"They've singled us out," Zach said. "I think they are trying to make it known that they don't want the travelers here."
"Because we choose to live outside should not strip us of our basic rights of sleep and of being able to sit in a place," he said.
The second negative incident the group experienced was when a group of individuals they say had "Eastsiders" tattoos picked a fight with them as they were returning from Seabright Beach along the train trestle over San Lorenzo River. That encounter was brief, but four days later on the levee they say the "Eastsiders" came out of nowhere and immediately resumed the conflict.
The Santa Cruz Police Department became involved and the group of travelers said they told officers that the "Eastsiders" were the ones to attack them first, but officers told them that they "shouldn't hang out in the areas that the people could find us."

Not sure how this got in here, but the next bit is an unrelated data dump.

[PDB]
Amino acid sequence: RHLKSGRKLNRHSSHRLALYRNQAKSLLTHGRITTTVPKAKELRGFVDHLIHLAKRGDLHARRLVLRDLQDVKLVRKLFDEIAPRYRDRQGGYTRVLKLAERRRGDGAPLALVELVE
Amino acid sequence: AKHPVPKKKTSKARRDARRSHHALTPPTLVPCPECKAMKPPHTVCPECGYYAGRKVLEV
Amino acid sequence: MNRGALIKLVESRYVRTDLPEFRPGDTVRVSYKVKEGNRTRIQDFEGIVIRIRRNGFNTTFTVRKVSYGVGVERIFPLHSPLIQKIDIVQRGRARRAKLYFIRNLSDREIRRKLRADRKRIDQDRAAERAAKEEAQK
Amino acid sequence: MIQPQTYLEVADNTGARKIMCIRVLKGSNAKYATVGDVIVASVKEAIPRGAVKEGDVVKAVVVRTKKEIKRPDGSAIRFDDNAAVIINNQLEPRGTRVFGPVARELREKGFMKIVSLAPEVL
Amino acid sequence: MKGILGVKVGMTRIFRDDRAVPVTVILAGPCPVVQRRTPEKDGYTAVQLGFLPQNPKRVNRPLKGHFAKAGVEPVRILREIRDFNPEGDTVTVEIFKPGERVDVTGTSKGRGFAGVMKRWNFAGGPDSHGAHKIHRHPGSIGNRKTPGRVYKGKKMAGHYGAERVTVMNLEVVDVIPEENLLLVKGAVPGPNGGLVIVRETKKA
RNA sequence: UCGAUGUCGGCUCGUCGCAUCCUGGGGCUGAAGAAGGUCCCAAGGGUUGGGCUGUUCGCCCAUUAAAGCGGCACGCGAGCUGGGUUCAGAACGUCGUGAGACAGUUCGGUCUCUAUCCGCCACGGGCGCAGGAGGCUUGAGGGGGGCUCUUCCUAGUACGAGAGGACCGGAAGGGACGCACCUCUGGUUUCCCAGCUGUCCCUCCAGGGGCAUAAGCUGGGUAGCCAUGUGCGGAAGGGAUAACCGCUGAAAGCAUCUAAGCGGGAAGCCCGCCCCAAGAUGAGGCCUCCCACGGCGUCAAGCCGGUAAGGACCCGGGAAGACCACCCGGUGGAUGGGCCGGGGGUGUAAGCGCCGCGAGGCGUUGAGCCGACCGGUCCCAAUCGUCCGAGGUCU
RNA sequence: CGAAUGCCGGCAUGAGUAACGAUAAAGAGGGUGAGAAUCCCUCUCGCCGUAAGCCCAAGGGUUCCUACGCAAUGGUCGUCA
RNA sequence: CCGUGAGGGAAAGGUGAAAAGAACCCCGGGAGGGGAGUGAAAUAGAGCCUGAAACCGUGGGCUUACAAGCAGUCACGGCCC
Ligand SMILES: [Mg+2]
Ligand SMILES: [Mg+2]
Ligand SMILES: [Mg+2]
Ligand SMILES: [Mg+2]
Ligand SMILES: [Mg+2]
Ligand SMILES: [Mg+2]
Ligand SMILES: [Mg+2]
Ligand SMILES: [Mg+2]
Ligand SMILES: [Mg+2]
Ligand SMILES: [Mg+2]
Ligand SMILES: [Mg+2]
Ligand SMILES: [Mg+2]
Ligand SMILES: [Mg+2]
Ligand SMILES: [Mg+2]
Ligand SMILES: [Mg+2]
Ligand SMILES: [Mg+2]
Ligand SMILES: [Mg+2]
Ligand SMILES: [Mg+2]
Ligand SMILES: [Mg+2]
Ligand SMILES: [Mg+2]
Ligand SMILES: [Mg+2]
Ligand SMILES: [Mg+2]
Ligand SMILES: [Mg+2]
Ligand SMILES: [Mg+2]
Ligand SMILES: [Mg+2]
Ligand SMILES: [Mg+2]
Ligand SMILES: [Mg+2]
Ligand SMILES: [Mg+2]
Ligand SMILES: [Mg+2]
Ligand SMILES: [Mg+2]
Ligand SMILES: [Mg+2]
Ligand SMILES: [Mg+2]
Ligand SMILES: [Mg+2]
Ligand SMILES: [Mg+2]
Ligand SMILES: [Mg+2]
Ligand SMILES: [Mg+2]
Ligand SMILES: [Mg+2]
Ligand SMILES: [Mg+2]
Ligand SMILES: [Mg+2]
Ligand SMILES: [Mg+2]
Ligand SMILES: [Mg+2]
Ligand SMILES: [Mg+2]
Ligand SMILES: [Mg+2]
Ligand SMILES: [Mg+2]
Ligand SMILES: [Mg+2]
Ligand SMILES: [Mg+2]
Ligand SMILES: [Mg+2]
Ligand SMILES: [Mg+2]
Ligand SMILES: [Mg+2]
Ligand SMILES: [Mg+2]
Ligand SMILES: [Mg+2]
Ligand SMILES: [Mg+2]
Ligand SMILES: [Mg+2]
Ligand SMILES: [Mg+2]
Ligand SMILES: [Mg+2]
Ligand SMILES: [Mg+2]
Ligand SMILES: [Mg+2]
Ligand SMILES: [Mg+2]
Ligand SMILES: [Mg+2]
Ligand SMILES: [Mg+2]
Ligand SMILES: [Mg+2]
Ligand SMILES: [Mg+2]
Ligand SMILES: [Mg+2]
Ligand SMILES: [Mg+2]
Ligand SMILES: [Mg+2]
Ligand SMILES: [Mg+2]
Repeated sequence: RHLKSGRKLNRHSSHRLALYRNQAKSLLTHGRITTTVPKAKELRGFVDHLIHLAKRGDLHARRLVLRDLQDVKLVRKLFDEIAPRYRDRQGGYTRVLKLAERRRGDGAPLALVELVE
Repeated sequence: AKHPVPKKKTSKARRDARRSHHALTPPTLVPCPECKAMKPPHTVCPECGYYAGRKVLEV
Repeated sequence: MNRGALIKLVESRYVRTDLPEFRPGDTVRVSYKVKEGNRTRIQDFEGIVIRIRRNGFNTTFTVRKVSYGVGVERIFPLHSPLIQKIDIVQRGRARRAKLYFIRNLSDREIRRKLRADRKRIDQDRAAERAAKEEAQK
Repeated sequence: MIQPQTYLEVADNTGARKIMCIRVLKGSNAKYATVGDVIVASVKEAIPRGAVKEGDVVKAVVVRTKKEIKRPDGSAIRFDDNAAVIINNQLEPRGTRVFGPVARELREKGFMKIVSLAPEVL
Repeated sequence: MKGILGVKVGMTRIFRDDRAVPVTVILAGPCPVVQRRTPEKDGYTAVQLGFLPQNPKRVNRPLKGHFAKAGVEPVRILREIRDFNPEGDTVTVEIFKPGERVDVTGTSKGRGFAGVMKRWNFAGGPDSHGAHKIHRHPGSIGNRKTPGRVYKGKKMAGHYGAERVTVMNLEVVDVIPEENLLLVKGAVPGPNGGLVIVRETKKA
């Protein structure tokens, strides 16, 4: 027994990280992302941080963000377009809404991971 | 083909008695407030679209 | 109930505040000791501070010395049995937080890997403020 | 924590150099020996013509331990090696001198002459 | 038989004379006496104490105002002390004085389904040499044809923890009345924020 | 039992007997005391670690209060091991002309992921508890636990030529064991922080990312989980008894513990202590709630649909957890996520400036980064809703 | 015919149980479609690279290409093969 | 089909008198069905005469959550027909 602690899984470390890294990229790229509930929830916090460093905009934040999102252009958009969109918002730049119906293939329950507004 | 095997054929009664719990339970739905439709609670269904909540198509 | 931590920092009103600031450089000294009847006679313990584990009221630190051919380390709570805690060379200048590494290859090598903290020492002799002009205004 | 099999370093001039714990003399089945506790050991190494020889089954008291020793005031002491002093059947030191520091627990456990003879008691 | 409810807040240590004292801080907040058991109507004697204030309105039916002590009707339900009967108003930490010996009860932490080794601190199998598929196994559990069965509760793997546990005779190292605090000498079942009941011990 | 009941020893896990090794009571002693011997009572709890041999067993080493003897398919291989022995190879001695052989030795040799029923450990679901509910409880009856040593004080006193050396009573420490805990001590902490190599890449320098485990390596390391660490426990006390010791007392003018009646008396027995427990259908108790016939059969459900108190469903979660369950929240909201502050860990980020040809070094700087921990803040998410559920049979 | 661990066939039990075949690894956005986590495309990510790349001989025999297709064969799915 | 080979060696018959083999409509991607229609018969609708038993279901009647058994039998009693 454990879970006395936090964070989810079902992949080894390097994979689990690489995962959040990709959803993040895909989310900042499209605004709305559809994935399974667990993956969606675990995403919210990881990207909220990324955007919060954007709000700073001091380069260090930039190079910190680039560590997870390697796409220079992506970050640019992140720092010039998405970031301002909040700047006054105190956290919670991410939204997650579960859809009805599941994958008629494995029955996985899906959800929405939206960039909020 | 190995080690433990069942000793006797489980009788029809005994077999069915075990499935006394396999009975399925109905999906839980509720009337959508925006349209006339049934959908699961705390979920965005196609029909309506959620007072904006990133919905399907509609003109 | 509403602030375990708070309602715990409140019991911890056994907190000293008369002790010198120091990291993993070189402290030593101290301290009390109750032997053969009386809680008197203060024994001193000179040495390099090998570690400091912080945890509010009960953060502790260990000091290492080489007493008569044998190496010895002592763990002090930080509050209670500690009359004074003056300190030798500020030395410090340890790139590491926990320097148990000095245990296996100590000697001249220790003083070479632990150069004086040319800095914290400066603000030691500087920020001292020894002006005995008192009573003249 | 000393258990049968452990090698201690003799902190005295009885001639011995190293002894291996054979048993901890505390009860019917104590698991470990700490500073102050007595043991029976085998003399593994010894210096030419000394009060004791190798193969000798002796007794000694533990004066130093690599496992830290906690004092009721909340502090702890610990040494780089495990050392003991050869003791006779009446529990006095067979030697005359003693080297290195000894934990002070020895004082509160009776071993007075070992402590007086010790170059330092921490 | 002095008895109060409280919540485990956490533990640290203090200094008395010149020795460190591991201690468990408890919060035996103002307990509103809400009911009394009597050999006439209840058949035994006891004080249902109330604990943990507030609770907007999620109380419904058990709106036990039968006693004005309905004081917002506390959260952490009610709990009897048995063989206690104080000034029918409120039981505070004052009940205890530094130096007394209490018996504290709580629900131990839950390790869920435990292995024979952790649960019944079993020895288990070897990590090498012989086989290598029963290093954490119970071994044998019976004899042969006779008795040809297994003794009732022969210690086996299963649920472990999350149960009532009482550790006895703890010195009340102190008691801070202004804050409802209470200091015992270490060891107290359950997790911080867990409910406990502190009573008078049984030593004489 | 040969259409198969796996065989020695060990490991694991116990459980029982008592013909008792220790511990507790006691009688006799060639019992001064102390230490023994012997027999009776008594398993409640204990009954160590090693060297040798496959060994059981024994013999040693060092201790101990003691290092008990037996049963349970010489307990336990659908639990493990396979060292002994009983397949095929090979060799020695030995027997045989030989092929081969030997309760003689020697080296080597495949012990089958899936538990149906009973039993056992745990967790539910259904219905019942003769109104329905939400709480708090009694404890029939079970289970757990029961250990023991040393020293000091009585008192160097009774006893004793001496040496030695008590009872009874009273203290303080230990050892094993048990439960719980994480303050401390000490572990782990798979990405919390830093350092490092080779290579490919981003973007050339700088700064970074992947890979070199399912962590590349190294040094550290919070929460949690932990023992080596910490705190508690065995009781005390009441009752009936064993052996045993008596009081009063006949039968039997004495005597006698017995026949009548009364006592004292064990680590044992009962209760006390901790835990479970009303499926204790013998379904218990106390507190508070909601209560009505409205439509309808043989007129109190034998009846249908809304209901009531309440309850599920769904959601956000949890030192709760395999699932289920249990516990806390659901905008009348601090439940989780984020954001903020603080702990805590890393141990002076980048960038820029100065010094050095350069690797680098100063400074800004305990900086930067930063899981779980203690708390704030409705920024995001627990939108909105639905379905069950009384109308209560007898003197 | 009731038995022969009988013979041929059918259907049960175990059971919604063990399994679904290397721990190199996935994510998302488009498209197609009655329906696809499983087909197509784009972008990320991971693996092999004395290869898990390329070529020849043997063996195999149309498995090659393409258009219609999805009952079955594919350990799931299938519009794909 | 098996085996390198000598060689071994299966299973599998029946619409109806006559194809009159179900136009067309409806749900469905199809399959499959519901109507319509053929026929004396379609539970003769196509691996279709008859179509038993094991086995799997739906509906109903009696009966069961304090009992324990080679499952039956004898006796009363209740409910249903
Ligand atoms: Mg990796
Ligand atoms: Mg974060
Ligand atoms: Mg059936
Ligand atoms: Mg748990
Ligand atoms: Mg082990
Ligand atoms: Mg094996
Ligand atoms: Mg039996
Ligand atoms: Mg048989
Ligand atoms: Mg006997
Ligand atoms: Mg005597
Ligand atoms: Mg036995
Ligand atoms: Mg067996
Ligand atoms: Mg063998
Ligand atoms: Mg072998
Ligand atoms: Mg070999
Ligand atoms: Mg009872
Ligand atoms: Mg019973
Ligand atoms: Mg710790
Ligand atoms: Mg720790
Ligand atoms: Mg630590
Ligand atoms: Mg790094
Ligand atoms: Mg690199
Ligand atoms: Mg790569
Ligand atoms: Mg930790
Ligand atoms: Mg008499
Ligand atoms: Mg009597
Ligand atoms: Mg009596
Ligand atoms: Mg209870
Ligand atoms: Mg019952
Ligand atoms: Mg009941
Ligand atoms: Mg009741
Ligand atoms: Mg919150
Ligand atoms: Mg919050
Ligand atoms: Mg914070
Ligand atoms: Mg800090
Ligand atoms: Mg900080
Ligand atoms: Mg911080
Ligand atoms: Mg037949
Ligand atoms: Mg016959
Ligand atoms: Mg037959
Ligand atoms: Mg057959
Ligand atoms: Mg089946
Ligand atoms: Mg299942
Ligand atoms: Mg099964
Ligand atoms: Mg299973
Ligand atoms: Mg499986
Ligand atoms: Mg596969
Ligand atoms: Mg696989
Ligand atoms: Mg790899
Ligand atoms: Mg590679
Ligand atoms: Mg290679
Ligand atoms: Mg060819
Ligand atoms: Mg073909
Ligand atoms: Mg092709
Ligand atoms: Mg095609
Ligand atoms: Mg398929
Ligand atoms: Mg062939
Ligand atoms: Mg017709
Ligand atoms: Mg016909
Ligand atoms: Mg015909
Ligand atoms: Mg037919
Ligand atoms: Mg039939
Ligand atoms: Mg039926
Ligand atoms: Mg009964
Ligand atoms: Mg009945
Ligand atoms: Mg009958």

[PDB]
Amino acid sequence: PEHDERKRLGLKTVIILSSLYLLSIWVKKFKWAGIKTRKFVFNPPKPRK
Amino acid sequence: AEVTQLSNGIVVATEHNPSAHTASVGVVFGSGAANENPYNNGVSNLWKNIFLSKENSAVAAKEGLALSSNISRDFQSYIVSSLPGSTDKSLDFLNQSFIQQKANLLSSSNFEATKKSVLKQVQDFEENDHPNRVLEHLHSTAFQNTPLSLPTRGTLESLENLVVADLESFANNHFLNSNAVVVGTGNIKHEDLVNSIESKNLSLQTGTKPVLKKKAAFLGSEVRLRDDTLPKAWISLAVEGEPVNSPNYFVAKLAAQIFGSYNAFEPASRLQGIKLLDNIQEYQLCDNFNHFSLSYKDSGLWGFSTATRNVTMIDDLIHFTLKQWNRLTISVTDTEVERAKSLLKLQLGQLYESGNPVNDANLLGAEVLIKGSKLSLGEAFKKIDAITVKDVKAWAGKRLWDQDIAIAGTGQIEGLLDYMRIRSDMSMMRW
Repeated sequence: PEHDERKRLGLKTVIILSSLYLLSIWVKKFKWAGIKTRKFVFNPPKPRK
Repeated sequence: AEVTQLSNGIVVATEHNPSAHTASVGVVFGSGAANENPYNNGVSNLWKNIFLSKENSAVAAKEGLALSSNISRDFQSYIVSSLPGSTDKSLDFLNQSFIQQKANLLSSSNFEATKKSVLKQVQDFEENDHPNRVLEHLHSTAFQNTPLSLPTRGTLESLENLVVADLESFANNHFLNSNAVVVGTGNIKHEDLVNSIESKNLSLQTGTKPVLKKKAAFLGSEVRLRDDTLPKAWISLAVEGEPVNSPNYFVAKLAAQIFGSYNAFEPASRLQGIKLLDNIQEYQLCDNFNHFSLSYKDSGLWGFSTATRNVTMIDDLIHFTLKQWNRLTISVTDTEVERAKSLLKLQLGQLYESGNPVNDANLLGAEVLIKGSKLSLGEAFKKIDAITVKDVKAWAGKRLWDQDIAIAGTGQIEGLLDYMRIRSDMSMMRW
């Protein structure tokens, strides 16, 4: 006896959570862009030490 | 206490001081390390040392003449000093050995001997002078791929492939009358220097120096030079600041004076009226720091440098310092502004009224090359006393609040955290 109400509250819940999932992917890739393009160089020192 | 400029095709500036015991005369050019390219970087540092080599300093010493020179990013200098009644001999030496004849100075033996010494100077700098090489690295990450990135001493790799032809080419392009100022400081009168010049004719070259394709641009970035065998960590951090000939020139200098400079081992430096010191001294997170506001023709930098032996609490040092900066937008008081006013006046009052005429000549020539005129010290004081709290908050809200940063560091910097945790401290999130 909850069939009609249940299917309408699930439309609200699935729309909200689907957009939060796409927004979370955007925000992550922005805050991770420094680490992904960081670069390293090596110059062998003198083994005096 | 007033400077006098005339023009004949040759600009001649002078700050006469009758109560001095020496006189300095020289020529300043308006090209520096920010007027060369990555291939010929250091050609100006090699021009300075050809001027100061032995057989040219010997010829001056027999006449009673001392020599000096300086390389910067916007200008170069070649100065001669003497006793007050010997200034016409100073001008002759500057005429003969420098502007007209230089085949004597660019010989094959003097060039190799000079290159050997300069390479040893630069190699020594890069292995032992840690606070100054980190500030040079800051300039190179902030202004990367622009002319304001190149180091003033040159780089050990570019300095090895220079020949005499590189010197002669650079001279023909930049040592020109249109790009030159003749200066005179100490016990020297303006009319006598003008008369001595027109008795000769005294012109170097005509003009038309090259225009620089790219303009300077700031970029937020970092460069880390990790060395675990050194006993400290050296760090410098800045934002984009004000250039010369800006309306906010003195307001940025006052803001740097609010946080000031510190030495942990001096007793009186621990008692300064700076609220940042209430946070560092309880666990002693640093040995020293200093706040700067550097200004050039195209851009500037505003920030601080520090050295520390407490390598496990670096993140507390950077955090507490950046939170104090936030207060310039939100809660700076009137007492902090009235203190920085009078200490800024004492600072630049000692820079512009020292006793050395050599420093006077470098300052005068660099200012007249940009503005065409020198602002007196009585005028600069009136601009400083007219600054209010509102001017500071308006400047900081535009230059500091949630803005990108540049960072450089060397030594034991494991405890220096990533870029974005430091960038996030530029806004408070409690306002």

Zack claims that officers knew that he and his group of friends were homeless, and as a result he felt they were, "basically saying you guys are not welcome here," and he said that even though the Eastsiders were giving them a hard time, the SCPD were, "not going to do anything about it."
"We were downtown in spots we hang out at all the time," Zack said. "They know I am roofless and homefree."
Zack wanted to make it clear that, "we're not looking to fight with anybody ever, we are looking to exist peacefully."
When asked if the police have ever told them where they are supposed to go when they have been forced to move on from where they wanted to sleep, Zack said they, "suggest things that don't really make sense."
"Like go to Capitola [or] Monterey," but Zack noted that, "it's illegal to sleep in Capitola too. It's illegal to sleep anywhere in Santa Cruz County."